Introduction to Spark with sparklyr in R
Learn how to run big data analysis using Spark and the sparklyr package in R, and explore Spark MLIb in just 4 hours.Start Course for Free
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Explore the Advantages of R, Spark, and sparklyrR is mostly optimized to help you write data analysis code quickly and readably. Apache Spark is designed to analyze huge datasets quickly. The sparklyr package lets you write dplyr R code that runs on a Spark cluster, giving you the best of both worlds. This 4-hour course teaches you how to manipulate Spark DataFrames using both the dplyr interface and the native interface to Spark, as well as trying machine learning techniques.
Load Data into Spark and Manipulate Spark DataFramesYou’ll start this Spark course by investigating how Spark and R work well together and practicing loading data, ready for cleaning, transformation, and analysis. You’ll use Spark frames and dplyr syntax to manipulate your data by filtering and arranging rows, and mutating and summarizing columns.
Delve into Big Data Analysis with Spark MLibThis course focuses on building your skills and confidence in analyzing huge datasets. The final chapters take you through Spark’s machine learning data transformation features and offer you the chance to practice sparklyr’s machine learning routines by using it to make predictions using gradient boosted trees and random forests. "
Light My Fire: Starting To Use Spark With dplyr SyntaxFree
In which you learn how Spark and R complement each other, how to get data to and from Spark, and how to manipulate Spark data frames using dplyr syntax.Getting started50 xpMade for each other50 xpHere be dragons50 xpThe connect-work-disconnect pattern100 xpCopying data into Spark100 xpBig data, tiny tibble100 xpExploring the structure of tibbles100 xpSelecting columns100 xpFiltering rows100 xpArranging rows100 xpMutating columns100 xpSummarizing columns100 xp
Tools of the Trade: Advanced dplyr Usage
In which you learn more about using the
dplyrinterface to Spark, including advanced field selection, calculating groupwise statistics, and joining data frames.Leveling up50 xpMother's little helper (1)100 xpMother's little helper (2)100 xpSelecting unique rows100 xpCommon people100 xpCollecting data back from Spark100 xpStoring intermediate results100 xpGroups: great for music, great for data100 xpGroups of mutants100 xpAdvanced Selection II: The SQL100 xpLeft joins100 xpAnti joins100 xpSemi joins100 xp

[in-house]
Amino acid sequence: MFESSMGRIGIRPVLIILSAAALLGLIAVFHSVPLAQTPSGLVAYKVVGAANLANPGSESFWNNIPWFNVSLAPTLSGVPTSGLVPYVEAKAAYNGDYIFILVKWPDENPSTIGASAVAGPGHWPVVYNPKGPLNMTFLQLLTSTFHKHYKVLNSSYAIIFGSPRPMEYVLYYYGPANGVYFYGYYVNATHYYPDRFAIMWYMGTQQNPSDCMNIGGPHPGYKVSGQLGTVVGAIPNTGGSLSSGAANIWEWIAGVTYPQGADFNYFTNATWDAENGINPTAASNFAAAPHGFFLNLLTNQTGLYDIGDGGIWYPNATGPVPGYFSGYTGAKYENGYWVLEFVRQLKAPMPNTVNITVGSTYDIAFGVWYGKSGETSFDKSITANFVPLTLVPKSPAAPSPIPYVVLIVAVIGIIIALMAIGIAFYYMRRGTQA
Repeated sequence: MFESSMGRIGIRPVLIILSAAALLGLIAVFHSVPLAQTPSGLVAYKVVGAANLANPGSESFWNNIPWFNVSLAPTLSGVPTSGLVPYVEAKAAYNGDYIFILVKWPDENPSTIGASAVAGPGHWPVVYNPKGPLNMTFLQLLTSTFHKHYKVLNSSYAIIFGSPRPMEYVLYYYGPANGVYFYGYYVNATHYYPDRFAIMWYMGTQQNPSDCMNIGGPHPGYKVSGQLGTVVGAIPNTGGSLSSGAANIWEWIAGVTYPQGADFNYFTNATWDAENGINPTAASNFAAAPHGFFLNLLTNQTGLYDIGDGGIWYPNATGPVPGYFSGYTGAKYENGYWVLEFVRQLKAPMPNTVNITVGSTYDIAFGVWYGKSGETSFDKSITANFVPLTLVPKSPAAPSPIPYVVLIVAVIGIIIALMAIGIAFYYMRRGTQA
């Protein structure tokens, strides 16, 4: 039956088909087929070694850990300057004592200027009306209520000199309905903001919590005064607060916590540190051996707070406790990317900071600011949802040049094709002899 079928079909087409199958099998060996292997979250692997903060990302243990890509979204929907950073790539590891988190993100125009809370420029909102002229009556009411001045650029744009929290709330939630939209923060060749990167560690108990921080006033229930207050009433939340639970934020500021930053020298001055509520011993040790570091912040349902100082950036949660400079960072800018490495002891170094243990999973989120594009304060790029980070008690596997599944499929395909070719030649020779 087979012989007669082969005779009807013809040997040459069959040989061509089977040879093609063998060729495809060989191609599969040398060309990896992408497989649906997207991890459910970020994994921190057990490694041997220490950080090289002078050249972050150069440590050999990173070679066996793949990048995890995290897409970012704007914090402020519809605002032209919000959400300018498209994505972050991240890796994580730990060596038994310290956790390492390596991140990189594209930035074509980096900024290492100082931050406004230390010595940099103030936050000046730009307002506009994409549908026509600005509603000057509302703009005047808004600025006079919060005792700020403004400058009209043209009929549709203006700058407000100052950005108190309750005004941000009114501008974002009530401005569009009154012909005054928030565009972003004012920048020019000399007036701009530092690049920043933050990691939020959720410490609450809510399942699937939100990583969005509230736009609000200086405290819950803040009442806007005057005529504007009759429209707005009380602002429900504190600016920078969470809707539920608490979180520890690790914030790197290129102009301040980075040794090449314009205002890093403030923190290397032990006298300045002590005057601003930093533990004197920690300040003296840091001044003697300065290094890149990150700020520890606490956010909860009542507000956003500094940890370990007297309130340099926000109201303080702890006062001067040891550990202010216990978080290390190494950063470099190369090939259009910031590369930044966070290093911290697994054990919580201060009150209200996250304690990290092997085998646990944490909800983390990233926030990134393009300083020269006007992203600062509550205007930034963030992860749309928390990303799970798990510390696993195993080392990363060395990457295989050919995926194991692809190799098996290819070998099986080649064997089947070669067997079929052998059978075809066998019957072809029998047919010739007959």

Going Native: Use The Native Interface to Manipulate Spark DataFrames
In which you learn about Spark's machine learning data transformation features, and functionality for manipulating native DataFrames.Two new interfaces50 xpPopcorn double feature50 xpTransforming continuous variables to logical100 xpTransforming continuous variables into categorical (1)100 xpTransforming continuous variables into categorical (2)100 xpMore than words: tokenization (1)100 xpMore than words: tokenization (2)100 xpMore than words: tokenization (3)100 xpSorting vs. arranging100 xpExploring Spark data types100 xpShrinking the data by sampling100 xpTraining/testing partitions100 xp
Case Study: Learning to be a Machine: Running Machine Learning Models on Spark
A case study in which you learn to use
sparklyr's machine learning routines, by predicting the year in which a song was released.Machine learning on Spark50 xpMachine learning functions50 xp(Hey you) What's that sound?100 xpWorking with parquet files100 xpCome together100 xpPartitioning data with a group effect100 xpGradient boosted trees: modeling100 xpGradient boosted trees: prediction100 xpGradient boosted trees: visualization100 xpRandom Forest: modeling100 xpRandom Forest: prediction100 xpRandom Forest: visualization100 xpComparing model performance100 xp
In the following tracksBig Data with RMachine Learning Scientist with R
DatasetsAnti-joinBoth-model-responsesGbt-model-responsesInner-joinLeft-joinPredicted vs actualResidual densitySemi-joinTimbreTimbre parquetTitle text parquetTrack data parquetTrack data to model parquetTrack data to predict parquetTrack metadata
Richie CottonSee More
Data Evangelist at DataCamp
Richie is a Data Evangelist at DataCamp. He has been using R since 2004, in the fields of proteomics, debt collection, and chemical health and safety. He has released almost 30 R packages on CRAN and Bioconductor – most famously the assertive suite of packages – as well as creating and contributing to many others. He also has written two books on R programming, Learning R and Testing R Code.
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